Reducing regulatory burden, securing a long-term future for agriculture and investing in the industry is what Agforce hopes those that are vying for a seat in the upcoming election are taking seriously.
Agforce has this week released its State Election 2015 priorities detailing key policies to be implemented by an incoming government to best promote prosperity across the agriculture sector.
Five key themes are consistent across each of the policy areas identified by the advocacy group based on ongoing discussions by AgForce with grass roots primary producers and agribusinesses throughout Queensland.
These themes include:
– Dealing with ‘short term’ challenges, for example ongoing drought and reduction of red tape and regulatory burden;
– Securing the long-term future of agriculture, for example protection of prime farming and grazing land;
– Dealing with climate variability, for example cost-of-production insurance schemes to manage climate risk and continued funding of climatic and season forecasting research;
– Maintaining Queensland’s clean, green credentials, for example disease preparedness and the retention of biosecurity staff so as to ensure product integrity and reputation in key markets;
– Investing in our industry, for example the introduction of a biofuels mandate (a policy of the AgForce Grains Board) and critical investment in transport infrastructure.
AgForce General President, Grant Maudsley, said key issues within each of these policy areas would be focused upon over the next two-and-a-half weeks as Queenslanders from both rural and metropolitan areas prepared to cast their vote.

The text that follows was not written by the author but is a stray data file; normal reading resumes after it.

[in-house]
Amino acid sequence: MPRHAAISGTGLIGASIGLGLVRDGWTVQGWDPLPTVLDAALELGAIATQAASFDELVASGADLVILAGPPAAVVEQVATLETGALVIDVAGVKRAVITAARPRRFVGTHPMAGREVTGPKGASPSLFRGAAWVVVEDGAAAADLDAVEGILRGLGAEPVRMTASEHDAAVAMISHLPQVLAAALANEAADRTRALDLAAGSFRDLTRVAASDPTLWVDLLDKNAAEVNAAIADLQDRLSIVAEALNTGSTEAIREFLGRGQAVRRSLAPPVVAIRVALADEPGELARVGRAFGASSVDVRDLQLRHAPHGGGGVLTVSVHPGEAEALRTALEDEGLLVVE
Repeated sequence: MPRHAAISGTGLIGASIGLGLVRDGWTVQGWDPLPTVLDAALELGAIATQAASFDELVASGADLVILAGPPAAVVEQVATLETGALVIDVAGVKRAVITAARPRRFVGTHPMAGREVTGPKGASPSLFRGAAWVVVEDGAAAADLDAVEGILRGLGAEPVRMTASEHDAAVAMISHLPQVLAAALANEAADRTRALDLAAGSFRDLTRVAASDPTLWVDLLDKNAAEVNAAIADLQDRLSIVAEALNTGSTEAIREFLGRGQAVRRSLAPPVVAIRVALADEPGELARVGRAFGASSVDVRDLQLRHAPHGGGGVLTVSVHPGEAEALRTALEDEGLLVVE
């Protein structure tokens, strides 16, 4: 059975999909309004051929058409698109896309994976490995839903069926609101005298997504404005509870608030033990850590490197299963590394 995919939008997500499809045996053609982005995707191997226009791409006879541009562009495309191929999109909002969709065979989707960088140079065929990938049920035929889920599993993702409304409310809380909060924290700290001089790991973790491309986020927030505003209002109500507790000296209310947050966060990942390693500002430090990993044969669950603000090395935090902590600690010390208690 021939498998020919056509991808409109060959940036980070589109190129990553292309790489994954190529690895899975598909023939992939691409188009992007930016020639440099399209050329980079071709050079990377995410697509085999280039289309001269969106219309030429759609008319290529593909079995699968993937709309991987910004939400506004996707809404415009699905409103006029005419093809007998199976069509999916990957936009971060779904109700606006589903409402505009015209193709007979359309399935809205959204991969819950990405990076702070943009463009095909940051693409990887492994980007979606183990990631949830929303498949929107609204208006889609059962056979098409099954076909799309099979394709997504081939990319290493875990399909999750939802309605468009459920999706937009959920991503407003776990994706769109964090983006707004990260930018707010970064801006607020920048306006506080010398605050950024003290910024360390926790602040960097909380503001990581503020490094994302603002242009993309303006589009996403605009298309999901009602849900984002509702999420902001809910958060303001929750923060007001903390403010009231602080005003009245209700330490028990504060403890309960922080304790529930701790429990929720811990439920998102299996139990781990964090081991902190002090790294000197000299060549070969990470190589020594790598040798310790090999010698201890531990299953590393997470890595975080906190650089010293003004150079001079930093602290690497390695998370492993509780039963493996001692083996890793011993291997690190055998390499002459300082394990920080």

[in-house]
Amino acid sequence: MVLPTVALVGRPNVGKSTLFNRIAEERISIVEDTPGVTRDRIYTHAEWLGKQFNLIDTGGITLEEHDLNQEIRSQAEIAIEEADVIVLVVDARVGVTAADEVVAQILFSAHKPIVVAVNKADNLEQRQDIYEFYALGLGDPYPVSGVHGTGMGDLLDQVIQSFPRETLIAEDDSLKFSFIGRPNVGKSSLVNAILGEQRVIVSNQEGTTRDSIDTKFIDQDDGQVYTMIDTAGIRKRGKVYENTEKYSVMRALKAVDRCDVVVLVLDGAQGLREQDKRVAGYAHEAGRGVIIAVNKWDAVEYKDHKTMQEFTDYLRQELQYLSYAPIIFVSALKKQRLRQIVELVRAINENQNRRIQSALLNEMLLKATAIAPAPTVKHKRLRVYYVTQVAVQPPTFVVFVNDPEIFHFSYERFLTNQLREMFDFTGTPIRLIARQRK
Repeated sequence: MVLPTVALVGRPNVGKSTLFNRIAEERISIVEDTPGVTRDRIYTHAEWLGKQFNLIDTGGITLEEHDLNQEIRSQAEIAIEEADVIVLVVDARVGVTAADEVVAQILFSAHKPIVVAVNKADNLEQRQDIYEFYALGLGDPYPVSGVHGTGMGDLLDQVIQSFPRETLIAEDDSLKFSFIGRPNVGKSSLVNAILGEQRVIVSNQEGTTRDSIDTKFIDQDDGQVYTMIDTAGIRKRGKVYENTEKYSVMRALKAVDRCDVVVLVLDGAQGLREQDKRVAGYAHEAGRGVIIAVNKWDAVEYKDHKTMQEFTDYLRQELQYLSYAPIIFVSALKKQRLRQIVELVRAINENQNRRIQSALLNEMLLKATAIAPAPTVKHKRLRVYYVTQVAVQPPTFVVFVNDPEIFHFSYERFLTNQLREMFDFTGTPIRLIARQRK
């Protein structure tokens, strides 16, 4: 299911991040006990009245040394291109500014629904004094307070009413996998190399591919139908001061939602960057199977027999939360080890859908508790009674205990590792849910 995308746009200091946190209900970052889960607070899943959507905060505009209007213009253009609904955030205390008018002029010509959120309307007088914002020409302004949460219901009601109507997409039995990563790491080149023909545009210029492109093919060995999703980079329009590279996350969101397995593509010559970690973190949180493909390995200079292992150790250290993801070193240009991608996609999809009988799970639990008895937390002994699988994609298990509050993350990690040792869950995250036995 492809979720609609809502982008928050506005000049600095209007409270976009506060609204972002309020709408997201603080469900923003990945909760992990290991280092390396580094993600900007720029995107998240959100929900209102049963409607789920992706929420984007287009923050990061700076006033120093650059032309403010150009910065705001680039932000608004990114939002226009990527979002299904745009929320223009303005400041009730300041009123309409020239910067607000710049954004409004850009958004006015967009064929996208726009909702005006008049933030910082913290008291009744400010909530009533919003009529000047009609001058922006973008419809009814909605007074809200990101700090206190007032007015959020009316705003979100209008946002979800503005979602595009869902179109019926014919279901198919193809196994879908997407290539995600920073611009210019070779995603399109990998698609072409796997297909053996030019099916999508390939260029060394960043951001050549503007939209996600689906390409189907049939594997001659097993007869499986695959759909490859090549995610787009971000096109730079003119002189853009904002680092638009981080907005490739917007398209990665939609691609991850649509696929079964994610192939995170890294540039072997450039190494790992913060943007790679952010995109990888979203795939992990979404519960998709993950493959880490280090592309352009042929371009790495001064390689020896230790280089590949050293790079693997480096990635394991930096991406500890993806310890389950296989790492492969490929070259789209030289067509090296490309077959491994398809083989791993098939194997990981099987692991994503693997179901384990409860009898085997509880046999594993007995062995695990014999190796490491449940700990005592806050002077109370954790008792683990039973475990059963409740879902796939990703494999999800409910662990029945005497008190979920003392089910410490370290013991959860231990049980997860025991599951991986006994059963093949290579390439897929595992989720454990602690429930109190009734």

However, the creation of a business and environmental framework conducive to rural prosperity underpinned the AgForce position.
“Until the end of the month we will be highlighting specific policy changes we believe must be made for the operating environment in Queensland to be one which allows our primary producers to get on with the job of producing the best food and fibre in the world in a profitable and responsible manner,” Mr Maudsley said.
“Our industry is facing a range of short-term challenges including drought and the weight of unnecessary red tape which need to be addressed.
“However, we also require recognition of the growing role agriculture will play in the Queensland economy and the enormous opportunity that lies before the sector as demand for our premium quality product grows across international markets.
“This demands a long-term commitment to investing in services and infrastructure that support the sector, including the retention of a dedicated and well-resourced Department of Agriculture that has capacity to deliver real outcomes for industry.
“Also critical to the long-term viability of agriculture is protecting our product integrity and ensuring the rights of our farmers in protection of their land.
“I look forward to speaking with candidates throughout the state in the lead up to 31 January and further impress upon them the importance of getting this policy framework right, not just for the benefit of farmers but for the prosperity of all of Queensland.”